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Book launch, decoration and a relaxed conversation about the last 200 years

Updated: Jun 29


With the presence of Secretary of State Anthony Blinken, President of Colombia Ivan Duque and other high ranking officials from State Department of the United States, the Embassy of Colombia launch a history book about the Diplomatic Relations between the two countries.


The event organized by the Embassy of Colombia in collaboration with the National Museum of American Diplomacy closed a series of events commemorating the celebratory year for both Countries.

With positive and celebratory remarks, Secretary of State Anthony Blinken thank diplomatic personnel of both countries and highlighted the long and strong ties that both countries have had for the past 200 years: “Beyond history, we, of course, have been and continue to be enriched immeasurably by Colombia’s culture – the magical realism of Garcia Marquez, the art of Botero, the music of Shakira. Colombia is said to be the land of a thousand rhythms; I suspect Shakira is responsible for 999. (…)We came together – the United States and Colombia – and I see leaders of that effort in this room today. We undertook Plan Colombia. We ended half a century campaign to topple the Colombian Government, as well as a war that killed more than 200,000 people. Plan Colombia became Peace Colombia, and though many issues remain, Colombia has expanded access to education, to jobs, other social services in its rural areas, and to the country’s underserved communities, including Indigenous and Afro Colombian communities; reformed land laws; established institutions like the disappeared persons unit. Much work remains, but it is a remarkable thing, especially at a time of so much challenge around the world, to see the commitment – the enduring commitment – that Colombia has made to peace and progress”.

With the same tone, President Ivan Duque highlighted shared values and the deep connections that since Simon Bolivar United States and Colombia have been building: “(…)in 1807, Simón Bolívar departed from the Port of Cádiz and he was coming to the Americas with the idea of fighting for liberty. But instead of going directly to La Guaira that was the common trip that he would have made, he decided to stop in Charleston. And he remained in the United States for a few months, and it was during Thomas Jefferson’s mandate. About that trip, there are no important documents about what happened to Bolívar, with the exception that he ran out of money and his brother had to send some money, finding a carrier. But what is interesting is that years after, there was this amazing letter that Bolívar wrote to a Jamaican diplomat. And this has been recalled also by Professor John Lynch. And he said in the letter, “During my short stay in the United States, I tasted the flavor of liberal democracy.” Those were major words that also inspired Bolívar. And he fought for independence. We got our independence in 1819. Then he fought in the Venezuelan territory against Tomás Boves. He finally also built the independence of Venezuela. And then he started the southern campaign".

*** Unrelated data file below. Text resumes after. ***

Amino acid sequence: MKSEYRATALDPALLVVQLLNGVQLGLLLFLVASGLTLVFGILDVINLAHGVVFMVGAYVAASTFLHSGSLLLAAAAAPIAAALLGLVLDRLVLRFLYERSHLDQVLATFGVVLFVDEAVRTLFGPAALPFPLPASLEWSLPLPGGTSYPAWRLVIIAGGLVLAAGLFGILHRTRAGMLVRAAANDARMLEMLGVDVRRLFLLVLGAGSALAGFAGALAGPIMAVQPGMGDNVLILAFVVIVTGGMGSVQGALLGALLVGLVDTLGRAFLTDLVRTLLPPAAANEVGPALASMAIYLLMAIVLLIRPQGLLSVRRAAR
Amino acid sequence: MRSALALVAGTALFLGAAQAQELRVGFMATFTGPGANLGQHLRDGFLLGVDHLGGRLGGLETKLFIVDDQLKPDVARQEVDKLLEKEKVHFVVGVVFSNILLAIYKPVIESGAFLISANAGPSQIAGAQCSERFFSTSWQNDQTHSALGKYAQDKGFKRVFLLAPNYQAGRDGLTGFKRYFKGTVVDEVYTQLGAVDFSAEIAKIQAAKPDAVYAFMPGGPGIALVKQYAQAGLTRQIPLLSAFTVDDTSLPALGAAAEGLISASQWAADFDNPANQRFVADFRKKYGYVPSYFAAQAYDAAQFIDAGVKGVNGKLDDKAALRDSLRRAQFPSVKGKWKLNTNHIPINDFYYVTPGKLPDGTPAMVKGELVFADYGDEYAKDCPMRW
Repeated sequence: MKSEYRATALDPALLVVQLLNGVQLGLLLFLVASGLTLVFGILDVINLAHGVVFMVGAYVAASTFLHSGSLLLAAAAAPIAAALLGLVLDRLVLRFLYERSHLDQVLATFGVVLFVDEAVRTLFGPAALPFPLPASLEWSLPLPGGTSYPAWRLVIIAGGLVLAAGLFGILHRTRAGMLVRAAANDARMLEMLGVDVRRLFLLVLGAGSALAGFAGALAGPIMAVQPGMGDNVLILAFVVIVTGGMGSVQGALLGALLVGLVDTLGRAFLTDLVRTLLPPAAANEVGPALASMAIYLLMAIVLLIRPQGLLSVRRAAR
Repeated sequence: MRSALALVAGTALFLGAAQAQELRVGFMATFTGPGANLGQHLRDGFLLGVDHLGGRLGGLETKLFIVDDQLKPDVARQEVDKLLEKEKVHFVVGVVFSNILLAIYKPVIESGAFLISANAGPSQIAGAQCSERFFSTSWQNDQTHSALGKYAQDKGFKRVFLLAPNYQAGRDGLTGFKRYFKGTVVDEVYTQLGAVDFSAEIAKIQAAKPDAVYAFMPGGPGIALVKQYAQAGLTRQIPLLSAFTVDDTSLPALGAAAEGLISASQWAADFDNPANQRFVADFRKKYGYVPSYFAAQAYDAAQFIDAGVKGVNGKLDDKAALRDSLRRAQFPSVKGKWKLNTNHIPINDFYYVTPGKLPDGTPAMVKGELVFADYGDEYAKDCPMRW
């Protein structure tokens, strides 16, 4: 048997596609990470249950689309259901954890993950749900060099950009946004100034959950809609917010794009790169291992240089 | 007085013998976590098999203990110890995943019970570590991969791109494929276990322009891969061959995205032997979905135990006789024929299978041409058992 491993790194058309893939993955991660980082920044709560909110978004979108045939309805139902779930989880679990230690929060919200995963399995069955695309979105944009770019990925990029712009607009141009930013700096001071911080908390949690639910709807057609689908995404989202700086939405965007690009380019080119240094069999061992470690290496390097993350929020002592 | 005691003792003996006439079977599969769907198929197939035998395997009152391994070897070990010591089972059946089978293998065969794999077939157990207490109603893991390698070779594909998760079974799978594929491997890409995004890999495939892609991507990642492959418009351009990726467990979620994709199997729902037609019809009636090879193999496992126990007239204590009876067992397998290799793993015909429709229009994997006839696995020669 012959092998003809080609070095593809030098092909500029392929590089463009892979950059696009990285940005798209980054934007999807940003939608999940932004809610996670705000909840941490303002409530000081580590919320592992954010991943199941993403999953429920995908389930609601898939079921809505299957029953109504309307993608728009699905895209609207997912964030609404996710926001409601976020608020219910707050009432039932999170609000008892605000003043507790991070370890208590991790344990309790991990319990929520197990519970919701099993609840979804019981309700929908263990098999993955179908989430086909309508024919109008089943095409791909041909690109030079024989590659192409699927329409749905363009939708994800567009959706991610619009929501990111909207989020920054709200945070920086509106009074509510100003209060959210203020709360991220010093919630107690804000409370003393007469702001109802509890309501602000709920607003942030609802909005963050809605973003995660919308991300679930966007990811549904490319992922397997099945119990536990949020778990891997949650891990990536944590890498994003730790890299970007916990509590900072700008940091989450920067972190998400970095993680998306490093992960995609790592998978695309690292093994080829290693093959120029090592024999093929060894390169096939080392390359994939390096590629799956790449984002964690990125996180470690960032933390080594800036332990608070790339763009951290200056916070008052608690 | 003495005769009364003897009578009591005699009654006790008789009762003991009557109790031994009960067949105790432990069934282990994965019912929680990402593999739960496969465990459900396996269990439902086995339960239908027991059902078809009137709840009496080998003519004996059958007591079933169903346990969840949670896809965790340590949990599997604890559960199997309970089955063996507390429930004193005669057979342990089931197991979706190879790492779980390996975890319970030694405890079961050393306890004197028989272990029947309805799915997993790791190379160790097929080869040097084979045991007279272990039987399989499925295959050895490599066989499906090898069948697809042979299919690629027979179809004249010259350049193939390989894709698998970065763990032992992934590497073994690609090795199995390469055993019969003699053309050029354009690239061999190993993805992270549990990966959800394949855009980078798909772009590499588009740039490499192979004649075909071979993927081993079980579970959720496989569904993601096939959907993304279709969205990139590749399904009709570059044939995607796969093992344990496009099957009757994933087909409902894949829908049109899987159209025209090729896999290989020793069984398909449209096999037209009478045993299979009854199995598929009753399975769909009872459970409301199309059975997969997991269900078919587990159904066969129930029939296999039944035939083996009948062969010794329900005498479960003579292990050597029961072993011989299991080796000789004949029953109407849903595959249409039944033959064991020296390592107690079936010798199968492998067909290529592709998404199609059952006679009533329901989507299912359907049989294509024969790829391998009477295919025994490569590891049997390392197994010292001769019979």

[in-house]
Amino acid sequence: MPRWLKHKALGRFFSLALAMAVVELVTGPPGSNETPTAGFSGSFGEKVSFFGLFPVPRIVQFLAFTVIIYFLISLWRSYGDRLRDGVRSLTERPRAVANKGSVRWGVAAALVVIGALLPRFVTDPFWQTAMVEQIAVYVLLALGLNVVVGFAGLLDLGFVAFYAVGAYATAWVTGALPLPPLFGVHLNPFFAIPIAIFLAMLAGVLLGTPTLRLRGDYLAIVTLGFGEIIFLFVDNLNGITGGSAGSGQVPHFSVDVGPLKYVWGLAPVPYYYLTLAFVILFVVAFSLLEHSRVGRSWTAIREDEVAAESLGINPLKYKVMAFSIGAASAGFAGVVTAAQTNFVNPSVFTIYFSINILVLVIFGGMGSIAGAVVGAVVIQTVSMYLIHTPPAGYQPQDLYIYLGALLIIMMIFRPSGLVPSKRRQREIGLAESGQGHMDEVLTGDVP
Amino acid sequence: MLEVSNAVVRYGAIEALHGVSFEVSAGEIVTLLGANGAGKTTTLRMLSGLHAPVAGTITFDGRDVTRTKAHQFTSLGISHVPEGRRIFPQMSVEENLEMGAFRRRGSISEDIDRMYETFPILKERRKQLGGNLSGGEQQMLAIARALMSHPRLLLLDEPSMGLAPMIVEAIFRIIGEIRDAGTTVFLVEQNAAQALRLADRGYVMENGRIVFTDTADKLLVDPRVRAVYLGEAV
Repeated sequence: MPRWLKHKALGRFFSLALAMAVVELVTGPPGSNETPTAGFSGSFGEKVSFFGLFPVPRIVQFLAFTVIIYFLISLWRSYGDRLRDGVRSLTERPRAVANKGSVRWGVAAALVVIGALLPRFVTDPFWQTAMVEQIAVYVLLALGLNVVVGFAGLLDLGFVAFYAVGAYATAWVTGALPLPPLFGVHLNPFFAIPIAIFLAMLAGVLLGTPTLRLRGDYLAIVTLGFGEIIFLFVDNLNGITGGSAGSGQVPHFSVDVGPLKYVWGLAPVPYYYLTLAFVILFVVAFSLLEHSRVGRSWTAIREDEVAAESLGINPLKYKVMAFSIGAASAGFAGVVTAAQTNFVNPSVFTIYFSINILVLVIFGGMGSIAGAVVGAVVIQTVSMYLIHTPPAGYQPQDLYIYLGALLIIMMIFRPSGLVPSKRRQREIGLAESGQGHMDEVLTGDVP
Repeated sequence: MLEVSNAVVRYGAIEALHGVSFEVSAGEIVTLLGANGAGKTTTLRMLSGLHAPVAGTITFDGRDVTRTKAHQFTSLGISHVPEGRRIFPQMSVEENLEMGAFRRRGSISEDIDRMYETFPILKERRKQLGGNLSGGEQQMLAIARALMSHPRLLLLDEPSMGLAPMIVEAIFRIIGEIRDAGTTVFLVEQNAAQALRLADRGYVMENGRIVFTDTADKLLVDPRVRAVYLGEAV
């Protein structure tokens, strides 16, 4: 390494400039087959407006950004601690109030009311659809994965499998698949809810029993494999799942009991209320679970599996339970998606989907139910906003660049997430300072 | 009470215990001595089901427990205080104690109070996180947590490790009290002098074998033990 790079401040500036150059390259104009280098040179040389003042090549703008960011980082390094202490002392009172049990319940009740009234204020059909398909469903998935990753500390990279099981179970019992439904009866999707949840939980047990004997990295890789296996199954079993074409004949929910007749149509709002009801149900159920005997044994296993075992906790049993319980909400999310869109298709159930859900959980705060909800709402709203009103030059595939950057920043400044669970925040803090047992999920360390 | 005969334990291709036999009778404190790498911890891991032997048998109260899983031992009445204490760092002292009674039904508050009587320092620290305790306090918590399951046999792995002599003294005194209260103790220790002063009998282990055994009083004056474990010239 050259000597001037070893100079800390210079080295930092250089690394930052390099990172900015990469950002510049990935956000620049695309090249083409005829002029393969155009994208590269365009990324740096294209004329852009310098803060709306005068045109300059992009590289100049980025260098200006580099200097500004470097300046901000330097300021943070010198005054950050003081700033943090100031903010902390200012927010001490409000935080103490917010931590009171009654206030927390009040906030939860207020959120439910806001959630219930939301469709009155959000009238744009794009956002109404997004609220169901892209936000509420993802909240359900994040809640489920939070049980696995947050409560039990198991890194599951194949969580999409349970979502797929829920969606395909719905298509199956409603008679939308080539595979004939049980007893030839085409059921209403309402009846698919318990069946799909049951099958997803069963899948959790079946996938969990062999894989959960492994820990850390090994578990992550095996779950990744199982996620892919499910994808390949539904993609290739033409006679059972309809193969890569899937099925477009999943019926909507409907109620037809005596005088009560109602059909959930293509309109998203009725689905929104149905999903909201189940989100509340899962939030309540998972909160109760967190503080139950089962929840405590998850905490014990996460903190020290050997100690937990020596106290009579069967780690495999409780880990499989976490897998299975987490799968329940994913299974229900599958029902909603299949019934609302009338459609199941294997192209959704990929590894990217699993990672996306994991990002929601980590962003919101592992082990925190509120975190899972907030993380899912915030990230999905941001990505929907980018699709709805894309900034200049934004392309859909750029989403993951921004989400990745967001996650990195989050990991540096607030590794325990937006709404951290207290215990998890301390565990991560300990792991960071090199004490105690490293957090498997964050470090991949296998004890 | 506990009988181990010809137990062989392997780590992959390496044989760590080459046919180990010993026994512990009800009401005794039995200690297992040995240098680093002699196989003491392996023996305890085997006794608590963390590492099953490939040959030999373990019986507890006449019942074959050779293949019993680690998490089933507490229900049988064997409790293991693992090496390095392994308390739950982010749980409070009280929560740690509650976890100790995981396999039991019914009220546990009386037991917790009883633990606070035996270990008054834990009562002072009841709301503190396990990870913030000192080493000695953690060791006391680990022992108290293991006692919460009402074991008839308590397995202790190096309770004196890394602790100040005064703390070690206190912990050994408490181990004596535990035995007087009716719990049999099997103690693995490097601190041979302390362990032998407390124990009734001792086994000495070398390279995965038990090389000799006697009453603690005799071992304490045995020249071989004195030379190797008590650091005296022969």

After President Duque remarks, Ambassador Thomas Pickering, invited as a panelist for the conversation about the relationship between the two countries, was surprised by the colombia leader when he announced a decoration for his service to Colombia. He was awarded with the 200 Year medal for his contributions to Plan Colombia when he was undersecretary of political affairs in the United States State Department.


Pickering served more than four decades as a U.S. diplomat. He last served as under secretary of state for political affairs, the third highest post in the U.S. State Department. Pickering also served as ambassador to the United Nations, the Russian Federation, India, Israel, and Jordan, and holds the personal rank of Career Ambassador.

The event, opened by Susan Cleary director of the National Museum of Diplomacy, continued with a relaxed conversation moderated by author Marie Arana, author, editor, journalist, critic, and Literary Director of the Library of Congress, and four experts: Mauren Orth, Joseph Humire, Ambassador Thomas Pickering and Luis Alberto Rodriquez that talked about culture, defense, Plan Colombia and commercial Relations between the two countries.


Ambassador of Colombia, Juan Carlos Pinzon Bueno explained in detailed the content of the book highlighting the work of the team that under his leadership and in coordination with the Colombian Ministry of Culture and the Foreing Affairs developed the document with the support of well reknown academics like Stephen Randall, Fernando Cepeda, David Spencer and Jose Luis Ramirez.


The topics discussed in the conversation explained the content of the book "History of a Special Relationship Colombia and the United States 200 years" that was printed for selected audiences and has a digital version that will be complemented with historic documents, more pictures and other materials to be shared on social media.